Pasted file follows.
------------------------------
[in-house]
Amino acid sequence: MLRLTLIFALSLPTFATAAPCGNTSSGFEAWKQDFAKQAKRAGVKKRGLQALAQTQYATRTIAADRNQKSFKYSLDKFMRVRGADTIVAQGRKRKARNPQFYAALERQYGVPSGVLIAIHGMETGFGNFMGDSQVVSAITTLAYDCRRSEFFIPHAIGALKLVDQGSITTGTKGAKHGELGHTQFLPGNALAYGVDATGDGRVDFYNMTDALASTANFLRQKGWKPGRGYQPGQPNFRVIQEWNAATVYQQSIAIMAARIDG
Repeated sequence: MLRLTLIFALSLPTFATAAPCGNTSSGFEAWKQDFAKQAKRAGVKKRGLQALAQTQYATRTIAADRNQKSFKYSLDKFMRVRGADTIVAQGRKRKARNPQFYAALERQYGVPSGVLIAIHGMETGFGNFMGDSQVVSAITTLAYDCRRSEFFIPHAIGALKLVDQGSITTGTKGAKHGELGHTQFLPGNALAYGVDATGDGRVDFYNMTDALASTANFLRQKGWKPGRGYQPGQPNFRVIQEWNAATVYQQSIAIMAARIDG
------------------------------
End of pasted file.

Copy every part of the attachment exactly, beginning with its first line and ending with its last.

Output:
[in-house]
Amino acid sequence: MLRLTLIFALSLPTFATAAPCGNTSSGFEAWKQDFAKQAKRAGVKKRGLQALAQTQYATRTIAADRNQKSFKYSLDKFMRVRGADTIVAQGRKRKARNPQFYAALERQYGVPSGVLIAIHGMETGFGNFMGDSQVVSAITTLAYDCRRSEFFIPHAIGALKLVDQGSITTGTKGAKHGELGHTQFLPGNALAYGVDATGDGRVDFYNMTDALASTANFLRQKGWKPGRGYQPGQPNFRVIQEWNAATVYQQSIAIMAARIDG
Repeated sequence: MLRLTLIFALSLPTFATAAPCGNTSSGFEAWKQDFAKQAKRAGVKKRGLQALAQTQYATRTIAADRNQKSFKYSLDKFMRVRGADTIVAQGRKRKARNPQFYAALERQYGVPSGVLIAIHGMETGFGNFMGDSQVVSAITTLAYDCRRSEFFIPHAIGALKLVDQGSITTGTKGAKHGELGHTQFLPGNALAYGVDATGDGRVDFYNMTDALASTANFLRQKGWKPGRGYQPGQPNFRVIQEWNAATVYQQSIAIMAARIDG